My Eye Floaters
Before I knew about eye floaters, I was always fascinated by the small worm-like figures in my eyes. I noticed them only occasionally and I had to focus hard to notice and track them as they moved about as the eyes moved. Then, one night at 55 years of age, I noticed a small lightning bolt appearing at the upper right corner of my right eye as I moved my eyes right to left. I did not see the small lightning bolt if my eyes remained stationary. It lasted for about two hours before disappearing completely.
The next day, I noticed a drastic increase in the worm-like figures in my right eye. Some of them were quite large and began to interfere with my vision especially when I started to pay attention to them. I was a little bit worried so I looked up the condition on the Internet about Eye Anatomy. It was then I got to know what they were called, where they came from, and how they were developed.
From the Internet, I learned that the appearance of many floaters after the lightning bolt (or flash) could be the result of a retina tear that could result in blindness. So, I immediately checked into my HMO's emergency room. The doctor there also recognized the severe nature of the matter and arranged an appointment with the Ophthalmologist.
The Ophthalmologist first applied an eye solution to dilate both of my eyes. After the pupils were wide open, the Ophthalmologist used a light source and wore a magnifying glass to look into the back of my eyes in a very thorough and elaborate manner. After about 40 minutes of examination, the Ophthalmologist offered that there was no retina tear or detachment. I was greatly relieved to hear that. Afterward, I had to wear a dark-colored eyepiece for several hours to keep out the bright sunlight till the dilated pupils went back to normal.
The Ophthalmologist explained that my condition occurred when the vitreous gel, the thick fluid that filled the center of the eye, shrank and separated from the retina. This condition is called posterior vitreous detachment (PVD) which is often harmless. Sometimes, though, PVD can cause a tear in the retina.
At points where the vitreous gel is strongly attached to the retina, it can pull so hard on the retina that it can cause a tear in the retina. The tear allows fluid to collect under the retina and may cause the retina to detach and initiate the onset of blindness.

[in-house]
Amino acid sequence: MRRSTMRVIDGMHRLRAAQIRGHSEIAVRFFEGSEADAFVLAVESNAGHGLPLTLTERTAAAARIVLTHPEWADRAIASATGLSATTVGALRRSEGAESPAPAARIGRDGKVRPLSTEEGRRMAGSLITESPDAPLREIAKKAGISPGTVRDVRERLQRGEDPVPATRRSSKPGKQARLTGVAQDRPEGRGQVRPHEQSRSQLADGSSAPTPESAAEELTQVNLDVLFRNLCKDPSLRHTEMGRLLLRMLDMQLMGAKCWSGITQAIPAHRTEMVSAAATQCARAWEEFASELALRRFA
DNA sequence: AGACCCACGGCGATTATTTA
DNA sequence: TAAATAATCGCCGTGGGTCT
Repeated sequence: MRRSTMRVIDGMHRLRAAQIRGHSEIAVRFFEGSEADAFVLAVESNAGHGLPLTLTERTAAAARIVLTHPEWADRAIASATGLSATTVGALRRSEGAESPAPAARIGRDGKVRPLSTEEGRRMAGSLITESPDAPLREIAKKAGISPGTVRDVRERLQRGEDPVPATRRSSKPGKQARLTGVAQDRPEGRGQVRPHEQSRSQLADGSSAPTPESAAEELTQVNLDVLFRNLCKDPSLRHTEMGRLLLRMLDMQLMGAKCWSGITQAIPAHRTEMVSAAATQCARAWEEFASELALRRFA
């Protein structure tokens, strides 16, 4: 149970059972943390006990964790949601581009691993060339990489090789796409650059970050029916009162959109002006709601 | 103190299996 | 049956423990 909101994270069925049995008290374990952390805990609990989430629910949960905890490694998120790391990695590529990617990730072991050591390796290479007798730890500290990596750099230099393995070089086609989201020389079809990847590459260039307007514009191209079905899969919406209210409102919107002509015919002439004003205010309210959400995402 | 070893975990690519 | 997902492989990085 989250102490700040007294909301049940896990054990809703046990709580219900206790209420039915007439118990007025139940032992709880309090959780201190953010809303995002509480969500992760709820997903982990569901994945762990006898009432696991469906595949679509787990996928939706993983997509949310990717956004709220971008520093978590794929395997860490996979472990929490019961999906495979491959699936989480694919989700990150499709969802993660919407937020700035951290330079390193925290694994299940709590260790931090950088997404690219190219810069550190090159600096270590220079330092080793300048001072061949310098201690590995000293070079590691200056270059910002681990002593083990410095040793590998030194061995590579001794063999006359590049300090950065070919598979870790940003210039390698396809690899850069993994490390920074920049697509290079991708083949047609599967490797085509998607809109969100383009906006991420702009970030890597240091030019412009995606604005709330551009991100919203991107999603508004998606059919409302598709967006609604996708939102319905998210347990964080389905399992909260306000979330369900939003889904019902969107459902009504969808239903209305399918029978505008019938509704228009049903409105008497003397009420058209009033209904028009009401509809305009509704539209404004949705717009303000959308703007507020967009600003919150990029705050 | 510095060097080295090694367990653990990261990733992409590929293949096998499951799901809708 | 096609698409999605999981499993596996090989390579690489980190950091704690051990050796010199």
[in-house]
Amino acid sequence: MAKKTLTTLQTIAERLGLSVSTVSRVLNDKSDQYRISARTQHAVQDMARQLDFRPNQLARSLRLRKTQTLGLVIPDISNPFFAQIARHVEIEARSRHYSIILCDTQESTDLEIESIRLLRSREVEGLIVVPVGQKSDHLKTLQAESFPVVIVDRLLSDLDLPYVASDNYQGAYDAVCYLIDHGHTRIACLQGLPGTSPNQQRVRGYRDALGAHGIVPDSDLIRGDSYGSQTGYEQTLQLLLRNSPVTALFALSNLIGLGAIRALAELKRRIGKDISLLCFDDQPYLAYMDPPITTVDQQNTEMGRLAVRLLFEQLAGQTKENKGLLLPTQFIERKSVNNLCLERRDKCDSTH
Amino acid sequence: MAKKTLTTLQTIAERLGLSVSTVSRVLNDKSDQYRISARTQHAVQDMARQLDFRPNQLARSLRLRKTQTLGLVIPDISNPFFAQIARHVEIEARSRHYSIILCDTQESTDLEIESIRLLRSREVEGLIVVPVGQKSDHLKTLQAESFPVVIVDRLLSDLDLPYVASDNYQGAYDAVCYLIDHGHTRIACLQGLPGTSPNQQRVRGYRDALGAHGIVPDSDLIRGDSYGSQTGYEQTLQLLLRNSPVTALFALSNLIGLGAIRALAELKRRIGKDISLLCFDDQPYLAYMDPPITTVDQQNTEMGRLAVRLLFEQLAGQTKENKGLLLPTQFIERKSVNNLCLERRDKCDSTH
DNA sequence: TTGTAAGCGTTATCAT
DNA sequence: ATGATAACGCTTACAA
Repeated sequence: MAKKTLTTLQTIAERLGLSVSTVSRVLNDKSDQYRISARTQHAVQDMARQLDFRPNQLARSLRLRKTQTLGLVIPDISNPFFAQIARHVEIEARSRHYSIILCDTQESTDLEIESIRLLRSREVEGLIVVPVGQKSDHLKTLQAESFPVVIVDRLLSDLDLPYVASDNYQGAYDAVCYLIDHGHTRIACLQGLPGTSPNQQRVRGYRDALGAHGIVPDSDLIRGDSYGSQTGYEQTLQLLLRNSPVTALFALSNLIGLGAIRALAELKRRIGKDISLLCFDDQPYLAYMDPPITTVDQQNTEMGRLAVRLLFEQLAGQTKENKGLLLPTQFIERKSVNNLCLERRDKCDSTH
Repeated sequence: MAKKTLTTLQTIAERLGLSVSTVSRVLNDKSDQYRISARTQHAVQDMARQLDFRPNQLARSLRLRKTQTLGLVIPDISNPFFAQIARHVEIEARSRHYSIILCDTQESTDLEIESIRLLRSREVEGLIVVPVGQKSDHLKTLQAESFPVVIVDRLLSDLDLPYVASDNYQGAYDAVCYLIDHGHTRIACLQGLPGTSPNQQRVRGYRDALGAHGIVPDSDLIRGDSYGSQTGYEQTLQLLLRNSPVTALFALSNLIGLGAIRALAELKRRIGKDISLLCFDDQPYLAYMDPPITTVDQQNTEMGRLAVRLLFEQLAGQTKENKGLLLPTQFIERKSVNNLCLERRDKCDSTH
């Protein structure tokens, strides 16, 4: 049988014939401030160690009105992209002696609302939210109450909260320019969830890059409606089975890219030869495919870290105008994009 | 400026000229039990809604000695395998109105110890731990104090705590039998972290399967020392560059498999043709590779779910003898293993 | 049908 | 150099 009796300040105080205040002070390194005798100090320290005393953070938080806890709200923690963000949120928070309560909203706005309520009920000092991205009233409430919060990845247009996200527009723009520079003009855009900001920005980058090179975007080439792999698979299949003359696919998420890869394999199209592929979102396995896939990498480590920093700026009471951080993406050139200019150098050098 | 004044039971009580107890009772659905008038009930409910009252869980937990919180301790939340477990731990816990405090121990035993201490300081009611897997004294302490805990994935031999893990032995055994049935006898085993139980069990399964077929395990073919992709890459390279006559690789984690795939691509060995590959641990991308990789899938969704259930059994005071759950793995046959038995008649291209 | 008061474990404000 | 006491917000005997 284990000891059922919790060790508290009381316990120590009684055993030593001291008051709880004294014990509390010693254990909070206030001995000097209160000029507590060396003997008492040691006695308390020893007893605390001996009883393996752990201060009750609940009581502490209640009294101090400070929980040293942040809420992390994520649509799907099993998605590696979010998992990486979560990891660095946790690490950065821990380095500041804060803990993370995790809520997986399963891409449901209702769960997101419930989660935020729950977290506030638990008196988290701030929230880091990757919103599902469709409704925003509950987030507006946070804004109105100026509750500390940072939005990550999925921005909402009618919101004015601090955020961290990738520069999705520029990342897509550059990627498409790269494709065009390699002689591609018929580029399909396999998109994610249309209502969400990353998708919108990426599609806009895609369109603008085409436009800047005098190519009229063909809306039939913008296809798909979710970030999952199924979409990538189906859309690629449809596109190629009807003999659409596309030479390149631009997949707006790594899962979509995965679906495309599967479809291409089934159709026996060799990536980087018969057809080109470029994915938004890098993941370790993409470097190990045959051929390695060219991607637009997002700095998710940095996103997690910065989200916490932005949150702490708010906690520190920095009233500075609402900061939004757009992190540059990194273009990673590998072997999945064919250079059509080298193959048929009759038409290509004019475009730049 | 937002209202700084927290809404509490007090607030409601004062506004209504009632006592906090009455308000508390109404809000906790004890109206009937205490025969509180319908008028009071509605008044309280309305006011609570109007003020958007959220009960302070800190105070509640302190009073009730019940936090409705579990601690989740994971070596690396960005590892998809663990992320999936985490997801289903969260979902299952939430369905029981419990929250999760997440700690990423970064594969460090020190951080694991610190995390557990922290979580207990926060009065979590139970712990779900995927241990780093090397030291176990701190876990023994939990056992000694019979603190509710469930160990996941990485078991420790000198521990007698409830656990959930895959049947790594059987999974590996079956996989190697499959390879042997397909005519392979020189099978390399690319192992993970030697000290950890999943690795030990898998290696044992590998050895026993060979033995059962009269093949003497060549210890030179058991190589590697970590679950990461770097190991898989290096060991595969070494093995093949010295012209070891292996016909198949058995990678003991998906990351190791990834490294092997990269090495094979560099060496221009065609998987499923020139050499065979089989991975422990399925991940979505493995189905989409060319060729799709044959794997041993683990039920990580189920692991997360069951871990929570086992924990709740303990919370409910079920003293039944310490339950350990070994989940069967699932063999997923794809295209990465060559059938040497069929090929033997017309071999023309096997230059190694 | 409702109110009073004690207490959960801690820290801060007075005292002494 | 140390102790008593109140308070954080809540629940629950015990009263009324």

As the vitreous pulls on the retina, the photoreceptors are mechanically stimulated. Since the retinal cells are insensitive to pain, pressure, or temperature, the only stimulus that the retina responds to is 'light', thus, lightning bolt or flash. The tissues are torn from the area adjacent to the optic nerve head and become floaters.
Posterior Vitreous Detachment
PVD occurs in less than 10% of the people under 50 years of age but in more than 60% of the people who are over 70 years old. It is more common for people who are nearsighted or who have had an eye injury or have undergone eye surgery or who have had inflammation inside the eye. In my case, I am wearing a prescription eyeglass with a bad vision of around 20/1000. The Ophthalmologist also informed me that my left eye would undergo a similar process of the shrinking of the vitreous gel.
About two years later, my left eye went through similar conditions – flash then lots of floaters. I went to see the same Ophthalmologist with the same examination and the result – no retina tear. The Ophthalmologist said that there was no cure for the floaters but my vision should be fine as I got used to the floaters.
I needed to see the Ophthalmologist only when I noticed the occurrence of flashes or more floaters. I am now 70 years old and I have not experienced any more abnormal eye conditions except for worsening nearsightedness.
I have learned to tolerate the floaters which are more noticeable in the daytime and have not diminished in their quantities. I still go to see the optometrist for my glass prescription. I find that the Retina Optomap Exam machine is very useful. It takes a scan of the retina in less than a second without pupil dilation. The image taken can be viewed on a computer screen to check for the overall health of the eye.
I also noticed a small growth inside my lower right eyelid. It had been there for at least 40 years. Since it never bothered my vision, caused no discomfort, or grew any bigger, I did not pay much attention to it. Recently, for curiosity, I looked it up on the Internet and found what it was called, where it came from, and how dangerous it could be.
It is called Pyogenic granuloma which is a relatively common skin growth. It is small, round, usually bloody-red in color, and can appear almost anywhere. It tends to bleed because it contains a very large number of blood vessels. In my case, no bleeding is ever noticed.
This skin growth mainly affects children and young adults, although it can develop in people of all ages. It is also fairly common in pregnant women. The hormone changes that occur during pregnancy can cause these growths to develop. It is benign (noncancerous) and can be safely removed through various methods. I also had a growth inside the cheek of my mouth and it was safely removed with a knife with a local anesthetic.